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Observing Earth's water cycle from space
A satellite system comprising active and passive microwave remote sensors enables synchronous accurate acquisition of key elements in the Earth's water cycle.
7 November 2014, SPIE Newsroom. DOI: 10.1117/2.1201411.005659
The global water cycle is the continuous transformation and movement of water on, above, and below the surface of the Earth through the phases of liquid, solid (ice and snow), and gas (vapor). It is the most active and important of the planet's cycles, defining Earth's mass, energy transportation, and transitions, and is influenced by factors such as global climate and human activity. To measure the effects of these transformations, scientists examine spatial distribution and temporal variations in images of cycle processes. However, such studies are currently limited by shortfalls in knowledge and observational capabilities. Existing systems offer satellite monitoring of the cycle, but the images they produce would benefit from improved temporal resolution, for example.
Here, we present an integrated satellite-based observation system for the key elements and corresponding processes of the global water cycle. Our approach enhances observing and retrieval capabilities, to improve Earth science and global change studies. The proposed system, the Water Cycle Observation Mission (WCOM; see Figure 1), monitors soil moisture, ocean salinity, snow water equivalent, soil freeze-thaw processes, atmospheric water vapor, and precipitation. Moreover, its optimized payload configuration and design enable the mission to provide observations of all the environmental parameters—dominant and auxiliary—required for accurate retrieval of water cycle information. We can use the resulting datasets to refine the long-term satellite observations made during recent decades, and to monitor changes in hydrological elements.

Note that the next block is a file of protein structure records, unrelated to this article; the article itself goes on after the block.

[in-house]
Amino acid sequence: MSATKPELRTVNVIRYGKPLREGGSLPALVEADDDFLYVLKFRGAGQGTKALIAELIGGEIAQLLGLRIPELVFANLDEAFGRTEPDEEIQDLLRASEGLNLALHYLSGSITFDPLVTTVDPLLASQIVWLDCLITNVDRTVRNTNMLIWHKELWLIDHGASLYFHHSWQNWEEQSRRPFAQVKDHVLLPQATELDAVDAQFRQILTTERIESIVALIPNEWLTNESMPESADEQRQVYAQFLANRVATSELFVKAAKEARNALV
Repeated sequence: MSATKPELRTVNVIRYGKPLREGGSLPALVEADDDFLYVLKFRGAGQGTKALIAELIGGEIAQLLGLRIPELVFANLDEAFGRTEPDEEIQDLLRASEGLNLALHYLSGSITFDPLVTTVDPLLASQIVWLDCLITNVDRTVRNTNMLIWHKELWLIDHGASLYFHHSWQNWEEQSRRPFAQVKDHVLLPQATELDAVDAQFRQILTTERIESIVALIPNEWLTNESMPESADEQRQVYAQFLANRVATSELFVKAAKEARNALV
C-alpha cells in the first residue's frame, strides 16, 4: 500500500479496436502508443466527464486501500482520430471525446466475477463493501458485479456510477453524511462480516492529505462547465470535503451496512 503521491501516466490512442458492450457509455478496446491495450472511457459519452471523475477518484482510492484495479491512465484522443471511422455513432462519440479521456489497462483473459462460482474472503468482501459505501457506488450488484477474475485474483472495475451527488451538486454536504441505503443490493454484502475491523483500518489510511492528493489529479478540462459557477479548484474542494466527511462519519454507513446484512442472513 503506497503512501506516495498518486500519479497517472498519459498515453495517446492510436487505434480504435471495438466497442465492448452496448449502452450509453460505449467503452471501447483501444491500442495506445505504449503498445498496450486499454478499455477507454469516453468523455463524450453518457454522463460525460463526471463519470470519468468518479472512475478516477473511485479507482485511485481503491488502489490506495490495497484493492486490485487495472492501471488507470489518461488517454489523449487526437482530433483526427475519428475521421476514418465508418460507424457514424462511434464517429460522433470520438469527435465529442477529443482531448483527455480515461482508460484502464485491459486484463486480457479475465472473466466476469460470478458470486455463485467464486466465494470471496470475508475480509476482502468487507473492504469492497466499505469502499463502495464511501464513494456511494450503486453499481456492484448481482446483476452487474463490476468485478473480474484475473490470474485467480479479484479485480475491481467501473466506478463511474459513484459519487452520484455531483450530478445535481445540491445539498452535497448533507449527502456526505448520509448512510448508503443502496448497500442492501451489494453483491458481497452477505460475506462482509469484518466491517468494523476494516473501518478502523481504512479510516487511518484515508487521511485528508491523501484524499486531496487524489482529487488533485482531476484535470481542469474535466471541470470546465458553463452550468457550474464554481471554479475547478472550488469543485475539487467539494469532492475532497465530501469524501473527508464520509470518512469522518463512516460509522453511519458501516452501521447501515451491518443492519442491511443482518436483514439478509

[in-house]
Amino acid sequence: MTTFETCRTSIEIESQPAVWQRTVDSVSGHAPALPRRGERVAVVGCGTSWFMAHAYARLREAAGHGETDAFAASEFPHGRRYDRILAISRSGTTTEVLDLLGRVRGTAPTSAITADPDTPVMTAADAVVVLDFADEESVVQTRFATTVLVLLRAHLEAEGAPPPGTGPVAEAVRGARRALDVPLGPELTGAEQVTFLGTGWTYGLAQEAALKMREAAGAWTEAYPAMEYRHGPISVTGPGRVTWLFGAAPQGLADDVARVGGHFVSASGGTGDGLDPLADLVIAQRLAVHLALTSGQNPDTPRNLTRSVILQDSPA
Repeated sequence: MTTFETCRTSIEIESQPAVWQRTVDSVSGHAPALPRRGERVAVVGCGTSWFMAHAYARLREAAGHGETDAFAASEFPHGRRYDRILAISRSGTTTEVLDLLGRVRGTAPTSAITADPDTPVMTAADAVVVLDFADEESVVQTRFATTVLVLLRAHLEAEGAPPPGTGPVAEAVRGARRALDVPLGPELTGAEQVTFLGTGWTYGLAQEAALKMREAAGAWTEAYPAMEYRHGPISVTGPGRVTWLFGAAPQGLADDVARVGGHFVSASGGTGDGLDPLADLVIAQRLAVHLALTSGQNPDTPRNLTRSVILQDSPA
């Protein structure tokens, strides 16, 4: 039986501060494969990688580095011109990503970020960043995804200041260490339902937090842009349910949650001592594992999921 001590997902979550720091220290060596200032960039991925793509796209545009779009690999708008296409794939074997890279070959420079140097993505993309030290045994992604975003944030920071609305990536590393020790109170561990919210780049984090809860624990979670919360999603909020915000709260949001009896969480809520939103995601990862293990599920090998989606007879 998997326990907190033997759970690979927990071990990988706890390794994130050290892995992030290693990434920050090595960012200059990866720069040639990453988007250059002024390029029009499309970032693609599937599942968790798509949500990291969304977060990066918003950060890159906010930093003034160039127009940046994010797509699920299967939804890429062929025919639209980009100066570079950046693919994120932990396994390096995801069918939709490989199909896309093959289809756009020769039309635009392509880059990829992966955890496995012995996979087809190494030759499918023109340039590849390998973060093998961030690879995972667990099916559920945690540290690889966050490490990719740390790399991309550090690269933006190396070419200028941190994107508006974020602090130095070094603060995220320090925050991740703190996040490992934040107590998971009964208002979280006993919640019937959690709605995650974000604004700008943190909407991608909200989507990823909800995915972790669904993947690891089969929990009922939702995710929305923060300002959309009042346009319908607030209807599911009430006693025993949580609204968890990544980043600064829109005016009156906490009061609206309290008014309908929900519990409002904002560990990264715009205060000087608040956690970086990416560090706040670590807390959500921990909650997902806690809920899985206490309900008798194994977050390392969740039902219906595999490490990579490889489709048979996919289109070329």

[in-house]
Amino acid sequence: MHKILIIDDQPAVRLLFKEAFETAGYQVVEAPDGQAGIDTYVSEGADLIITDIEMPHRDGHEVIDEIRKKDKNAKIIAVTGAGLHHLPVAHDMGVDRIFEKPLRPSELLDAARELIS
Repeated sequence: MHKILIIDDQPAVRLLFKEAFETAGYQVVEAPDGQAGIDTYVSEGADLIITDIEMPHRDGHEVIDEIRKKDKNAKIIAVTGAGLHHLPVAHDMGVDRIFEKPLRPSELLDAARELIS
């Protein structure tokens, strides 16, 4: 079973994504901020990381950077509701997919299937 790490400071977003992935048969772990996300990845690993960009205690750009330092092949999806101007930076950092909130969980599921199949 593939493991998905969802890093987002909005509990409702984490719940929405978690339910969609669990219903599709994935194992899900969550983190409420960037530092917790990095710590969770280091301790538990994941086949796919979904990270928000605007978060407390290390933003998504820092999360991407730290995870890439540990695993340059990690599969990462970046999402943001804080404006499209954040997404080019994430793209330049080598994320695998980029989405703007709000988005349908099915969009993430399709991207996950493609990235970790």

Figure 1. An artist's impression of the Water Cycle Observation Mission (WCOM) satellite for observing the Earth's water cycle.
The WCOM satellite contains a combination of active and passive microwave remote sensors with wide frequency coverage, and hosts three main payloads (see Table 1). The first is an L-S-C-band tri-frequency fully polarized interferometric synthetic aperture microwave radiometer (FPIR), comprising a 9×6m mesh reflector and a 1D thinned array as the feed. These components enable spatial resolution ranging from 15 to 50km for soil moisture and ocean salinity. The second WCOM payload is a polarized microwave radiometric imager (PMI) covering bands in the range 6.8–150GHz, with a 1.8m-diameter reflector antenna for conical scanning (most of the frequency channels are capable of full polarization). The unit is designed to gather information on atmospheric properties and surface temperatures. The third payload is a X-Ku band dual-frequency polarized SCATterometer (DFPSCAT) with 2∼5km resolution and a 1000km swath for mapping of snow water equivalent and freeze-thaw processes. Our system would achieve fine resolution by linear frequency modulation pulse compression along the elevation direction, and by unfocused synthetic aperture processing (a technique where the Doppler effect is exploited to synthesize a longer aperture to achieve an improved resolution), as well as super-resolution reconstruction by oversampling in the direction of the azimuth. We plan to fly the satellite system with a 6:00 am/pm sun-synchronous polar orbit at a height of 600km, to make the surface resolution and satellite power feasible.